The FA Cup brings in many differing memories for Hull City fans. The moment that Alex Bruce’s header is cleared off the line that could have put City 3-0 up against Arsenal. How about Billy Whitehurst and Keith Edwards giving City a 2-1 advantage against Liverpool at half time back in ’89? Maybe you like to recall Duane Darby’s double hat-trick against Whitby Town. All games that long suffering Tiger fans look back on fondly.
There is of course the other side of the coin. The 2-0 defeat to Hednesford thanks to some criminally inept refereeing. The fact that in the first place Whitby had taken us to a replay and was within a minute of knocking us out. Or even the drunken Roary The Tiger stumbling around the away end at Hayes as another non-league side could have considered themselves unlucky to have not taken the Tiger scalp.
Fulham was very much in this latter group of games. A 4-1 defeat to a side in a lower division is not what you expect of any team. Yet that’s the fate City suffered.
Prior to the game, a pre-match pub was in buoyant mood. Fulham is usually found to be a gentile ground to visit – given the presence of a ‘neutral section’ Fulham is probably the ideal club for the much hated half and half scarf brigade. In our past five meetings with Fulham, we’d won four and drawn one. So not a bad record to go into games. However the pre-match mood turned rapidly to confusion as the various Twitter feeds sent news of the day’s team. In much like a newspaper Sudoku, you’re given a bunch of numbers, so trying to predict their correct positions could be anybody’s guess. But taking up the challenge, City lined up:-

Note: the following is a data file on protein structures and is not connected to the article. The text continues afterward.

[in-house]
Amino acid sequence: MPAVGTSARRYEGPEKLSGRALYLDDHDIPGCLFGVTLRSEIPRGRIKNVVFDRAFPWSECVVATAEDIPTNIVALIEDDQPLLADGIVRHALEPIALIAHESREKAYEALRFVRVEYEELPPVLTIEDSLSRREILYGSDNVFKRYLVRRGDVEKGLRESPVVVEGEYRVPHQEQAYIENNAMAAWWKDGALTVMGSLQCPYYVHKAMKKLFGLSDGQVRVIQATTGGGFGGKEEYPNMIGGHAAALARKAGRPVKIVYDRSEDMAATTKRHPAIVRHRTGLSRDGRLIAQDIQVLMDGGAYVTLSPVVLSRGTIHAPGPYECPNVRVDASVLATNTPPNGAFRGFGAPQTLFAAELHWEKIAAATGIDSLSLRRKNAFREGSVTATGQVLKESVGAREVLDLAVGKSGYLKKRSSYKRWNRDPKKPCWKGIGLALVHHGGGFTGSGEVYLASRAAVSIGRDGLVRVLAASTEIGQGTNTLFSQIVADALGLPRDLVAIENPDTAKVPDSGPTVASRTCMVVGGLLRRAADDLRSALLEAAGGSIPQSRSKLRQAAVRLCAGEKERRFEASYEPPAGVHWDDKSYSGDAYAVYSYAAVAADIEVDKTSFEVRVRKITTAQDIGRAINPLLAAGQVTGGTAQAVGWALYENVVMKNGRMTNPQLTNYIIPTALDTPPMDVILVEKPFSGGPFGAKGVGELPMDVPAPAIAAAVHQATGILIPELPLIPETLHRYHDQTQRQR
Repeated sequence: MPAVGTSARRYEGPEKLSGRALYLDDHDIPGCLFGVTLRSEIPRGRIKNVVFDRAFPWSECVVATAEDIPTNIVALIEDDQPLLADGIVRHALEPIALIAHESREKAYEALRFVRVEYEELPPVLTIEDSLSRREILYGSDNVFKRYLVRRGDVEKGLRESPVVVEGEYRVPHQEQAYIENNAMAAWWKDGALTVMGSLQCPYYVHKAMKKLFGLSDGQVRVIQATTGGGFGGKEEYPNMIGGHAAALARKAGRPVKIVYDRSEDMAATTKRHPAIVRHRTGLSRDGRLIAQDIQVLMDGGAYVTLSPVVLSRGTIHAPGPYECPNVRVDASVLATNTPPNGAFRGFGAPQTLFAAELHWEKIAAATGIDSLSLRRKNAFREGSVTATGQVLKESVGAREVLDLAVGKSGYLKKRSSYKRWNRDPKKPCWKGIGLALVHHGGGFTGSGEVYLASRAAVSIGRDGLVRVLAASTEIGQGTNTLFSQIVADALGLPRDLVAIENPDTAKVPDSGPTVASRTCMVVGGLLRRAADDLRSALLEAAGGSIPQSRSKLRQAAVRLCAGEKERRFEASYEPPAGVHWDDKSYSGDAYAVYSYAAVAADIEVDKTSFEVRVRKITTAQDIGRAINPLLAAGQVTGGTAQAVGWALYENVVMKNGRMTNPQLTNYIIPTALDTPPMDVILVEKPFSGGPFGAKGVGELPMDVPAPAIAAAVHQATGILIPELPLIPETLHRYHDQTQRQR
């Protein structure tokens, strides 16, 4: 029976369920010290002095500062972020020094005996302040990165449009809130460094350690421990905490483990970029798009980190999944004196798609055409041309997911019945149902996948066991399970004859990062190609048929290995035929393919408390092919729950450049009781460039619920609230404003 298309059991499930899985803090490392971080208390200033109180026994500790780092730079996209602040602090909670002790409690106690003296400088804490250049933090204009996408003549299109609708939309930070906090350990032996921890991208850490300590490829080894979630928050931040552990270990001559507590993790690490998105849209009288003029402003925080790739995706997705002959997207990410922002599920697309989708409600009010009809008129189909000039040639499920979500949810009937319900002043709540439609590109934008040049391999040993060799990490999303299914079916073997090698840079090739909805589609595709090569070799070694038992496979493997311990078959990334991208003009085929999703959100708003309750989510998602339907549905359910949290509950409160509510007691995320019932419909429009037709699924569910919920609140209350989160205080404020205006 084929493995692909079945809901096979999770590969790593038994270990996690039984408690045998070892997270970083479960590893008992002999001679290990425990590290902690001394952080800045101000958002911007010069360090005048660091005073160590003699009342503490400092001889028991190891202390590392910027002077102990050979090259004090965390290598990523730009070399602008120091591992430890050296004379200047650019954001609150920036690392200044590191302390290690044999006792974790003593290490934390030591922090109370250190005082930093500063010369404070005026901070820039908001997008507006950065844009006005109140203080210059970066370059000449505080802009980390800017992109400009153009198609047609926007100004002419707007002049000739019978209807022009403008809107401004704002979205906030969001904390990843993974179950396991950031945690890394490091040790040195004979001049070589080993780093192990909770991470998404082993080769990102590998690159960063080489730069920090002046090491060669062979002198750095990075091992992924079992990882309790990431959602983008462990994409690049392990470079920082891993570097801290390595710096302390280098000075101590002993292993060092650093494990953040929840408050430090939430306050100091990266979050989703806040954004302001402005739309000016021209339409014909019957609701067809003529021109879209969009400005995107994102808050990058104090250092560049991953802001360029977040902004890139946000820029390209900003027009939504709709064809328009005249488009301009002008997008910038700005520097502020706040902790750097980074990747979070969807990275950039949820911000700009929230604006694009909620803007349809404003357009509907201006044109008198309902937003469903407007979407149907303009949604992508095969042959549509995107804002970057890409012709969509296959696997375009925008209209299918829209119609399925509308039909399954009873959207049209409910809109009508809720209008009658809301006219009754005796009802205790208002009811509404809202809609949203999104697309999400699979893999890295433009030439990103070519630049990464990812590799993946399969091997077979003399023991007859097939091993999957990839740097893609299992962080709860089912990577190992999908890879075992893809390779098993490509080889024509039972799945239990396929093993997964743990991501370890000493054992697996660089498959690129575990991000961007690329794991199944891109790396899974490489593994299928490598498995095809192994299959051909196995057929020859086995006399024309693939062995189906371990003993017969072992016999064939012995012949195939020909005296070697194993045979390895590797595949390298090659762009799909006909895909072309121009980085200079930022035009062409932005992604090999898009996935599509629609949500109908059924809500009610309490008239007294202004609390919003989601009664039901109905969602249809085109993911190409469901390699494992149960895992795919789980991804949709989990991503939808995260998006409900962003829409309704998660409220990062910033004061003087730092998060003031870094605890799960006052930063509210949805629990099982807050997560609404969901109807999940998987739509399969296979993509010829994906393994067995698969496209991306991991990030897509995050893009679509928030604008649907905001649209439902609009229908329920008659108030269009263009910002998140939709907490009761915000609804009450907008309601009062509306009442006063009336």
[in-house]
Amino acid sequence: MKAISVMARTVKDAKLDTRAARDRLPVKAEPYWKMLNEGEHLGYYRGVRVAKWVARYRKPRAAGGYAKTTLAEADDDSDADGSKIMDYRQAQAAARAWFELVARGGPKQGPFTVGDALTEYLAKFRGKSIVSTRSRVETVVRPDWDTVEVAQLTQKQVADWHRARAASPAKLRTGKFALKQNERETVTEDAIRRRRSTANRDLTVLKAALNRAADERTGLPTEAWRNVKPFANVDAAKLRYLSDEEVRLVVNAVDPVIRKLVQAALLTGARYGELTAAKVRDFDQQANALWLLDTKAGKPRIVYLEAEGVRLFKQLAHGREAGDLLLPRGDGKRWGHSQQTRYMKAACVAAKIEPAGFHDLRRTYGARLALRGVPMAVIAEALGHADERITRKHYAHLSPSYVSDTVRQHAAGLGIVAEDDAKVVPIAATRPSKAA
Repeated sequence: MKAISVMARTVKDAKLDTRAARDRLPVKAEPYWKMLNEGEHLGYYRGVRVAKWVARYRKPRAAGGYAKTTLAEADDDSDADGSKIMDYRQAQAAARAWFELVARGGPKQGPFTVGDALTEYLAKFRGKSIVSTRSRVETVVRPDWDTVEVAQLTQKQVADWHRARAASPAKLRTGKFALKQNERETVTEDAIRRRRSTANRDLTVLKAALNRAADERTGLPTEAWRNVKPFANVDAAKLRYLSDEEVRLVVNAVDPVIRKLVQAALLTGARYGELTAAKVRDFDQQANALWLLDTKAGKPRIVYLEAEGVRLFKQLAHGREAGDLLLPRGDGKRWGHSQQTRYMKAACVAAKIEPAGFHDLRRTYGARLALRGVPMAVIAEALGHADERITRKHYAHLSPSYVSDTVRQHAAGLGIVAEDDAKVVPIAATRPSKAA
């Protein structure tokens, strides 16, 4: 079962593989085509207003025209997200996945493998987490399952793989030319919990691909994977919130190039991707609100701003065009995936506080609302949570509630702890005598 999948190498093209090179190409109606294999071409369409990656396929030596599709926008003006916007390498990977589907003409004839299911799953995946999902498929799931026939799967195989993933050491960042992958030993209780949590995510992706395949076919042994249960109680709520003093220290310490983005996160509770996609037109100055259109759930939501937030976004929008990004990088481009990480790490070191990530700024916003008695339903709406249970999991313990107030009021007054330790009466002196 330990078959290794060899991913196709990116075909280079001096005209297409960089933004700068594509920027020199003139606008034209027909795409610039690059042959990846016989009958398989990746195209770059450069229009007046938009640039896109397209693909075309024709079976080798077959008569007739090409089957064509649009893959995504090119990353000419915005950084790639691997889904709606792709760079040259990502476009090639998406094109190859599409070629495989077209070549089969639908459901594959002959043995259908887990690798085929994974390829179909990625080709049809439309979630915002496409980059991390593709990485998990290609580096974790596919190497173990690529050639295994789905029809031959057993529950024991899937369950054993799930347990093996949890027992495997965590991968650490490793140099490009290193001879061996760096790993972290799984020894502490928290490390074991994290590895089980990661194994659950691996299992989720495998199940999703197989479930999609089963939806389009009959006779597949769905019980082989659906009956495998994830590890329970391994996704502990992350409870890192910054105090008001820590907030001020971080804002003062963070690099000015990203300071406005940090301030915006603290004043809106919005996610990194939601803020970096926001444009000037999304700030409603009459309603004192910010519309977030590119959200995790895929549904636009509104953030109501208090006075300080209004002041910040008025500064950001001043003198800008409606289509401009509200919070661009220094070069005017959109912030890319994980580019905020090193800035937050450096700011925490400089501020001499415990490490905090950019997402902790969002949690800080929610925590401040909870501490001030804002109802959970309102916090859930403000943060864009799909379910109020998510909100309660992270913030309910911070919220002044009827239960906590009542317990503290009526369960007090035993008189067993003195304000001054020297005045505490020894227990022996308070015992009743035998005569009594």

Elabdellaoui Davies Huddlestone Robertson
Marković Evandro Diomande
I’m currently catching up reading the list of books I received for Christmas, so recently made a start on Ian Brunton’s rather splendid 46 and Counting book, where he recalls his family’s efforts to make it to all Hull City fixtures last season. I’ve just passed part of the book which recounts the Bolton home game. At the time Michael Dawson has come back into the side, having been out injured for a few weeks. My recollections of the time that he was a fear that he’s been rushed back was confirmed when he limped off in the 85th minute to be sidelined for another period. Against Fulham this happened to Curtis Davies. The stand-in captain had one week earlier been withdrawn from the Chelsea match with a hamstring strain. Back in the side a week later and within ten minutes, the injury had flared up and he was off back into the Cottage, with big Harry Maguire his replacement.
As City fans pretty much all love Big Harry, it’s easy to forget the limitations in his game. His recent high profile performances have brought his name to the national stage. Unfortunately whilst Big Harry is showing to be a wonderful defender, he’s not a captain or organiser. So with the loss of Davies, the defensive organisation out on the pitch went to pieces. Massive gaps were appearing around the City back line allowing Fulham the opportunity to exploit.